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Compare and Contrast the Presentation of the Relationship between Raleigh and Stanhope in Journeys End with the Presentation of the Relationship between Stephen and Weir in Birdsong, in the Light of the Opinion that War Makes Relationships,

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Compare and Contrast the Presentation of the Relationship between Raleigh and Stanhope in Journey's End with the Presentation of the Relationship between Stephen and Weir in Birdsong, in the Light of the Opinion that 'War Makes Relationships, but Ruins Others'. Strong relationships between men play a key part in any war, and comradeship is an element of the First World War that is often dramatised or written about. The government even used the idea of comradeship in their Pals Battalion scheme, the plan being that men would fight harder if they fought with their friends. It is no wonder that fiction often focuses on the friendships between men at war. It is also no question that relationships at war are different to those at home. They are placed in extraordinary circumstances which causes massive amounts of pressure. Relationships could go either of two ways; they could crumble, or become stronger. An example of a strong comradeship caused by war is Stephen's relationship with Weir. These men form a bond that would not have been of the same nature had the men not been in a combat situation. The war causes them to understand each other well. An example of this is that Stephen reads Weir's rune cards: 'I want you to do the runes. Tell my fortune,' said Weir. Stephen smiled at him. 'You're a hopeless devil, aren't you?' ...read more.


Bring the whisky!' showing how dependent he is upon alcohol. There is a link here to Birdsong; the first time we see Stephen and Weir together they are finishing a bottle of whisky: 'Jack looked towards Weir and noticed the almost empty bottle of whisky that stood on the table.' This shows the men's similar coping mechanisms. Despite his hardened exterior, we learn that Stanhope has a soft heart. This is particularly apparent in his conversations with Osborne, in which he calls him 'uncle'. However his hardened mask is presented to Raleigh, which creates tension between these characters. Stanhope has become a different person to the one Raleigh knew before the war. Osborne warns Raleigh of this: 'Osborne: You know, Raleigh, you mustn't expect to find him - quite the same.' The pause in his speech is heavily loaded with meaning. Osborne cannot tell Raleigh just how much Stanhope has been affected by the war. This also links to Raleigh's naivety about the realities of warfare. He also still calls Stanhope 'Dennis' which shows he cannot accept Stanhope as this new, nerve-wrecked officer. Stanhope is horrified that Raleigh has been sent to his company, shown by his reaction at seeing him for the first time: 'Raleigh stands smiling awkwardly...He stops short at the sight of Raleigh. There is silence. Raleigh: Hullo, Stanhope! Stanhope stares at Raleigh as though dazed.' ...read more.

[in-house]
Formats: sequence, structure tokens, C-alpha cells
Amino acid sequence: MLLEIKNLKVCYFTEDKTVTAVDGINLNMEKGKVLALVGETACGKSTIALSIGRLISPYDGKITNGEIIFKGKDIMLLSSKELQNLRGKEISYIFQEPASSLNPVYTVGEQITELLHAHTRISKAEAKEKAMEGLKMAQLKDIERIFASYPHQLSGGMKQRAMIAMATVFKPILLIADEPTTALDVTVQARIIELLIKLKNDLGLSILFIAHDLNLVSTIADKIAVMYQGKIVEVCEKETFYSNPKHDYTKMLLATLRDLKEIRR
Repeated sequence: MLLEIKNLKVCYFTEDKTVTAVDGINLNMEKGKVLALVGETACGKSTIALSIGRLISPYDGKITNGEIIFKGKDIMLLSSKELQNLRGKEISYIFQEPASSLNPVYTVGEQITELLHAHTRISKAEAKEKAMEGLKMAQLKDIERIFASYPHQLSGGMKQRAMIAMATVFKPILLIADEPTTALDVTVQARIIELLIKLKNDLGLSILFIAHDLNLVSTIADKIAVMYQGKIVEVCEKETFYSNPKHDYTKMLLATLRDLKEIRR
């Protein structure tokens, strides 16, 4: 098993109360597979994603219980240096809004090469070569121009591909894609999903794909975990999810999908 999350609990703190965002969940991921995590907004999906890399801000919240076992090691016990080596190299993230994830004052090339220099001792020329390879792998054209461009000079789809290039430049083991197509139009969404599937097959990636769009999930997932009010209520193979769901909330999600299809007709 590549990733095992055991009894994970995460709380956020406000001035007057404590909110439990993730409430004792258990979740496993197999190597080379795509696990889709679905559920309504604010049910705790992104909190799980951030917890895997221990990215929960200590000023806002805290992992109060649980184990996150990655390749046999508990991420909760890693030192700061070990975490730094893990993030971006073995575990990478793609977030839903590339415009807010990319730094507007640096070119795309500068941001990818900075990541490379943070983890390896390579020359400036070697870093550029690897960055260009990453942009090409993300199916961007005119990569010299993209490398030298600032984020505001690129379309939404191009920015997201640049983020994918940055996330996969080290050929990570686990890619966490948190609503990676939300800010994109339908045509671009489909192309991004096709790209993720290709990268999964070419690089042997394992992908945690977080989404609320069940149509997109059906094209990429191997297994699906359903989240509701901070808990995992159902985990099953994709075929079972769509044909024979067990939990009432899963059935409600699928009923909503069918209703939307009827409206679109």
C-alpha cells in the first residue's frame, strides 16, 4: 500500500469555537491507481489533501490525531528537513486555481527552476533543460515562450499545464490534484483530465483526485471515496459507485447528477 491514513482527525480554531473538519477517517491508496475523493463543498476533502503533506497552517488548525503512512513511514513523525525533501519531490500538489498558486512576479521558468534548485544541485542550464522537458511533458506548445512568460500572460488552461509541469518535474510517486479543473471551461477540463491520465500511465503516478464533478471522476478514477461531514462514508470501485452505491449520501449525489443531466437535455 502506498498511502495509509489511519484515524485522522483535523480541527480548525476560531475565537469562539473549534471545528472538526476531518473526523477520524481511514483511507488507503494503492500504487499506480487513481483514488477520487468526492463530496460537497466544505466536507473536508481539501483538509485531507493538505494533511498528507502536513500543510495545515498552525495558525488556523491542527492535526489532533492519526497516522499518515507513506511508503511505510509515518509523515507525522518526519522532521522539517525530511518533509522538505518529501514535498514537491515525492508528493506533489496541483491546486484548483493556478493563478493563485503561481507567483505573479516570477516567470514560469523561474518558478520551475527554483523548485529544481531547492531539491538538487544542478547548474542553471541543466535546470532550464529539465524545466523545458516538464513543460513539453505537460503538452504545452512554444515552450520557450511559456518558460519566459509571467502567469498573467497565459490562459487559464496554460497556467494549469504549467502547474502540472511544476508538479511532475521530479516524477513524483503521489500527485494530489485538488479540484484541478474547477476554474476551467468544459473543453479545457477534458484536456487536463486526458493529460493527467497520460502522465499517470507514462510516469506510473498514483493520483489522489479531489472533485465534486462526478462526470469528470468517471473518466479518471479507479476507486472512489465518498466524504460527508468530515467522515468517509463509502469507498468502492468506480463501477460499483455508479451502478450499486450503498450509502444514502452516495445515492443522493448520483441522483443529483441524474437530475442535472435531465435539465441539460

An interesting comparison is that death breaks both of the relationships apart. Raleigh and Weir's deaths are extremely harrowing in their own ways. In Raleigh's death, the audience will feel hopeless sympathy after an insight into Stanhope's real emotions. His death is particularly poignant as he is a naive youth. One view that could be taken is that Raleigh's imminent death is the factor that changes Stanhope's attitude toward him, as it is only in his injured state that he becomes caring. However it is more likely to be the case that Stanhope resented Raleigh's being in his company so much because he cared for him. At Weir's death in Birdsong we feel pity and regret for Stephen, because his last words to Weir were that of frustrated anger. Ultimately, war has tested both of the relationships, but they are both destroyed by death - a hopeless reality in war. In conclusion, I believe that the conditions of the First World War were testing and pressurising, but it was ultimately the perfect time for comradeship to flourish. The underlying feelings in the relationships between Weir and Stephen and Stanhope and Raleigh are that of care. In the case of breaking or making relationships, perhaps it is easier for war to create a new friendship, rather than to keep up a relationship from home, as any reminder of home is too complex an emotion to deal with. This is certainly true in Stanhope's case. Ultimately, war can break a friendship through the harsh reality of death. ...read more.

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